"I'm thrilled and honoured to be leading the company into this new era of our residency at Soho Theatre. I relish the opportunity to work with our incredibly accomplished associate artists to establish nitroBEAT as a generator of ideas and inspiration. Culturally diverse artist's all too often face perceptions and expectations that are creatively restricting. nitroBEAT aims to rebel rather than represent and to excite through the unexpected and underexplored." Diane Morgan - Director, nitroBEAT.

"nitroBEAT is a unique and essential player in the theatrical landscape. Diane's vision is an inspiring one that offers people, across culture and experience, to find a way to turn their ideas into something real - working with some of the best in the business. We are delighted to be their new home." Steve Marmion - Artistic Director, Soho Theatre.

"As a father, musician and theatre practitioner my role will include shining a light on the underground visionaries from the next generation and developing new work that actively engages new and intergenerational audiences. As a dedicated practitioner of the philosophy of 'health is wealth' i'm interested in developing nitroBEAT projects that nourish the soul as well as entertaining the mind." Charlie Dark - Associate Artist, nitroBEAT.

7.4.15

The end of an era marks the beginning of a renaissance

End of an era marks the beginning of a renaissance for one of uk's most dynamic theatre companies

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The creative force behind UK's longest-running Black theatre company says farewell after nearly 20 years of producing ground-breaking music theatre. His acclaimed work includes 'Passports to the Promised Land', 'Nitro at the Opera', 'Slamdunk' and 'The Wedding Dance'. Felix Cross MBE who took over leadership of Nitro (previously known as Black Theatre Co-operative) in 1996 as the Artistic Director will now continue to focus on Nitro Australia at his base in Sydney whilst the company in the UK undertakes an exciting and pioneering renaissance spearheaded by the new Director, Diane Morgan.

"Seventeen years after Black Theatre Co-operative was formed, I came along with a whole heap of musical theatre work behind me, so it was inevitable that this would be the way forward. The name change to Nitro reflected the dynamism of this new direction...now we are ready for the next step change in the company's history...and it became blindingly clear to me that, if I left Nitro, Diane was the person with the vision, energy and passion to take it forward." Felix Cross MBE.

"I want to acknowledge Felix's enormous dedication and commitment in pursuance of the artistic vision and success of Nitro. It is the combination of that vision, his multiple talents, his commitment, and above all his immense generosity of spirit which has drawn so many other exceptional talents into the service of Nitro...our sadness at the departure of Felix is matched only by our good fortune in having been able to attract the skills of another visionary, Diane Morgan, whose own experience and talents leave her exceptionally well placed to guide the next stage of the company's development." David Emerson - Chair of Nitro.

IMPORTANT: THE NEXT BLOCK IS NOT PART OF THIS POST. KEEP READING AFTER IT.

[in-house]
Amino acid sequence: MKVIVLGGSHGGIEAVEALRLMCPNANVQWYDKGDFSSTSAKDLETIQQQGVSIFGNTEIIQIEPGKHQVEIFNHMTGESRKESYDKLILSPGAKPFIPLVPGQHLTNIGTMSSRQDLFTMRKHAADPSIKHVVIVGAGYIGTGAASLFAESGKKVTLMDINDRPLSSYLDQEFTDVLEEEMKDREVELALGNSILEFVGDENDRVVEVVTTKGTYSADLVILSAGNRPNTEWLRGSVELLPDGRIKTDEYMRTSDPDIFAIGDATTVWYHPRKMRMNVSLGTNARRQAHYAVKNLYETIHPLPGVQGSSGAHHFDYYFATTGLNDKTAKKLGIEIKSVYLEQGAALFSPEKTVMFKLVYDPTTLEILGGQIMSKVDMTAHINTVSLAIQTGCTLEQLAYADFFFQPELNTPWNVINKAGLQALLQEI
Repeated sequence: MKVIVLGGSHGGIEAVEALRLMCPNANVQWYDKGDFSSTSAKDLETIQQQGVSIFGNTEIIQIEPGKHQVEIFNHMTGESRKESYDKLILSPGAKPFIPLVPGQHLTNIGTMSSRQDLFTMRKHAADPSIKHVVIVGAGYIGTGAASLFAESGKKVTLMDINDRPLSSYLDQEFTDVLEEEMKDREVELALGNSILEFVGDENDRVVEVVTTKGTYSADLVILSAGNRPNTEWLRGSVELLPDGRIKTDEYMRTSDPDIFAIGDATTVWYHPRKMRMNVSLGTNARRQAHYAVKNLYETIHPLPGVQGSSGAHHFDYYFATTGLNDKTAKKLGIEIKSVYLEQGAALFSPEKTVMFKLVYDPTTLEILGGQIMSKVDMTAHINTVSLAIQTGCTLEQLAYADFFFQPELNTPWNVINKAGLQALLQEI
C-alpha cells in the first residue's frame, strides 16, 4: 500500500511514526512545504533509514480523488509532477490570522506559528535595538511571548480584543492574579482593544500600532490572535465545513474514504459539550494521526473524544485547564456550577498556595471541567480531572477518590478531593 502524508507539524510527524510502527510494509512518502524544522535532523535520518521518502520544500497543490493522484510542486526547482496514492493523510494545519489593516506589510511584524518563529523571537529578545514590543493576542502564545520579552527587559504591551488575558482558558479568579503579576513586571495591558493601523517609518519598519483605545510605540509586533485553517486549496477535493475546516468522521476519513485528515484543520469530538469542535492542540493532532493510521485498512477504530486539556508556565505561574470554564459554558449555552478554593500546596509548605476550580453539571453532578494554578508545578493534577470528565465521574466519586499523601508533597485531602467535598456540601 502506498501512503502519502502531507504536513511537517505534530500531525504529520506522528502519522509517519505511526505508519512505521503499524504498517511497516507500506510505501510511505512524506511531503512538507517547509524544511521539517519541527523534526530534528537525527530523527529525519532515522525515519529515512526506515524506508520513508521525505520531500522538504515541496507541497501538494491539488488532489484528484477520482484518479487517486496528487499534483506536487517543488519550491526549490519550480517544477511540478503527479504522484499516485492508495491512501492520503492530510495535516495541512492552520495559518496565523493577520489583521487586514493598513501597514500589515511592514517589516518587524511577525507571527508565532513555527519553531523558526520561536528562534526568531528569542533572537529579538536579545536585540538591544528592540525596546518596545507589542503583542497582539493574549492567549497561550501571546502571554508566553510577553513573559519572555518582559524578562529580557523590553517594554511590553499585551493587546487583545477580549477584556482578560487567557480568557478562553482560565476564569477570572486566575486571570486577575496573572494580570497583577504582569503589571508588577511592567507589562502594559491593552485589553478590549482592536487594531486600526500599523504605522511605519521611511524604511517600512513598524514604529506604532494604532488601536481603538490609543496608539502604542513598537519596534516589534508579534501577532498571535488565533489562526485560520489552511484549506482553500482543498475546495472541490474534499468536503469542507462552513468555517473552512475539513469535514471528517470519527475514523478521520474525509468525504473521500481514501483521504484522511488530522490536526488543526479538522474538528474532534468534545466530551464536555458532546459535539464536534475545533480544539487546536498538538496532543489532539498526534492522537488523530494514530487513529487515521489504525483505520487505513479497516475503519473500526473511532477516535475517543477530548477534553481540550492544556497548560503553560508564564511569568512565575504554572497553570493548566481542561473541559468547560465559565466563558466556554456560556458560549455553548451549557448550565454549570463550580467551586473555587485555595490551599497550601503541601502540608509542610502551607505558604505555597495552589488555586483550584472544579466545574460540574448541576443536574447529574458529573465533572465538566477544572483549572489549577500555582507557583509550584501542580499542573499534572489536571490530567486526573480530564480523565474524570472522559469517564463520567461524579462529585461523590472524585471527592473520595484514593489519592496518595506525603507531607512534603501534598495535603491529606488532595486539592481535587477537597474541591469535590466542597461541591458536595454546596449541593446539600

Diane Morgan will celebrate Nitro's contribution to UK theatre whilst stepping boldly forward to lead a new iteration of creative innovation. This new direction features a revolving door collective of artists, creatives and producers. The Artistic Associate's joining the programme for this first exciting phase are: award-winning playwright Oladipo Agboluaje, dynamic writer, producer and DJ Charlie Dark & leading British theatre director and Associate Director of the 2012 Summer Olympics opening ceremony Paulette Randall. This high calibre of Artistic Associate's will work alongside Diane Morgan, in the planning, creation and delivery of a new programme of work.

"Diane Morgan is a brilliant appointment as Felix's replacement. A visionary creative producer, who was instrumental in the transformation of Contact, Manchester... Diane has a deep understanding of the processes of artistic creation, and of the challenges and opportunities of running organisations in new ways. Under her leadership Nitro will once again be at the forefront of innovation and excitement in UK Theatre and Performance." John E. McGrath - Artistic Director of National Theatre Wales.

The new Nitro will become an essential advocate and powerhouse within the arts and cultural ecology whilst nurturing new talent and exciting audiences along the way.

30.3.15

Felix Cross' Blog: The beginning of a new era

After 19 years and 20 days, Felix Cross reflects on his time as Artistic Director of Nitro

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Nineteen years ago I walked up to the front door of Black Theatre Co-operative's office in Dalston to begin my first ever full-time job... On March 31, after nineteen years and twenty days, I will be giving up my post as Artistic Director... Seventeen years after BTC was formed, I came along with a whole heap of musical theatre work behind me, so it was inevitable that this would be the way forward. The name change to Nitro reflected the dynamism of this new direction. Now we are ready for the next step change in the company's history...


Nineteen years ago - at 9.30am on 11 March to be precise - after years of precarious self-employment as a musician, composer, playwright, director and stand-up comedian - I walked up to the front door of Black Theatre Co-operative's office in Dalston to begin my first ever full-time job.

There have only been two jobs I have ever wanted: Artistic Director of BTC/Nitro (tick...) and commentator on BBC radio Test Match Special (that desire quickly waning with the demise of both John Arlott and West Indian cricket). Getting off the train at Dalston Kingsland station that morning, I remember thinking that, of all the commuters around me, indeed of all the people on the planet, I must be the luckiest. In the mid-80s, I had seen BTC's production of Redemption Song at Battersea Arts Centre and come away reeling with the energy both onstage and in the audience. BTC was the oldest black theatre company in the country, in Europe; and now I was being paid for the privilege of being their Artistic Director; I was living a dream. Nineteen years later, even allowing for the few hiccups that naturally occur along the way, I'm yet to wake up.